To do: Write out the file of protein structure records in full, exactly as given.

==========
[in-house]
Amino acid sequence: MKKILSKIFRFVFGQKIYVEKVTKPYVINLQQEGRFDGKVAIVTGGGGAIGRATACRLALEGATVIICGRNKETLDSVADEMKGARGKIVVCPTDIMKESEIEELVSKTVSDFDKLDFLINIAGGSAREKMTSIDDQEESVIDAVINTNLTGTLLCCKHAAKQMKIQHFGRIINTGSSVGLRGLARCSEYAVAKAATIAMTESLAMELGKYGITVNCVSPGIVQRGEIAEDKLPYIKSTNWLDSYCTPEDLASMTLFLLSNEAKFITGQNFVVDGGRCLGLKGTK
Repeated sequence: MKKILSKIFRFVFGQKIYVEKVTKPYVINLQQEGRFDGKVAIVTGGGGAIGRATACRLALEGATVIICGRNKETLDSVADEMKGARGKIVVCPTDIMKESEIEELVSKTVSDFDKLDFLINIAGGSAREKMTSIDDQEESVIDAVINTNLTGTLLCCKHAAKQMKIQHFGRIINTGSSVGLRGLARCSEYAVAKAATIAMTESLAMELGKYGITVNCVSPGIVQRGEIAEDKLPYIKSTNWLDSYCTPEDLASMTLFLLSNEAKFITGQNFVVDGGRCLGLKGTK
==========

[in-house]
Amino acid sequence: MKKILSKIFRFVFGQKIYVEKVTKPYVINLQQEGRFDGKVAIVTGGGGAIGRATACRLALEGATVIICGRNKETLDSVADEMKGARGKIVVCPTDIMKESEIEELVSKTVSDFDKLDFLINIAGGSAREKMTSIDDQEESVIDAVINTNLTGTLLCCKHAAKQMKIQHFGRIINTGSSVGLRGLARCSEYAVAKAATIAMTESLAMELGKYGITVNCVSPGIVQRGEIAEDKLPYIKSTNWLDSYCTPEDLASMTLFLLSNEAKFITGQNFVVDGGRCLGLKGTK
Repeated sequence: MKKILSKIFRFVFGQKIYVEKVTKPYVINLQQEGRFDGKVAIVTGGGGAIGRATACRLALEGATVIICGRNKETLDSVADEMKGARGKIVVCPTDIMKESEIEELVSKTVSDFDKLDFLINIAGGSAREKMTSIDDQEESVIDAVINTNLTGTLLCCKHAAKQMKIQHFGRIINTGSSVGLRGLARCSEYAVAKAATIAMTESLAMELGKYGITVNCVSPGIVQRGEIAEDKLPYIKSTNWLDSYCTPEDLASMTLFLLSNEAKFITGQNFVVDGGRCLGLKGTK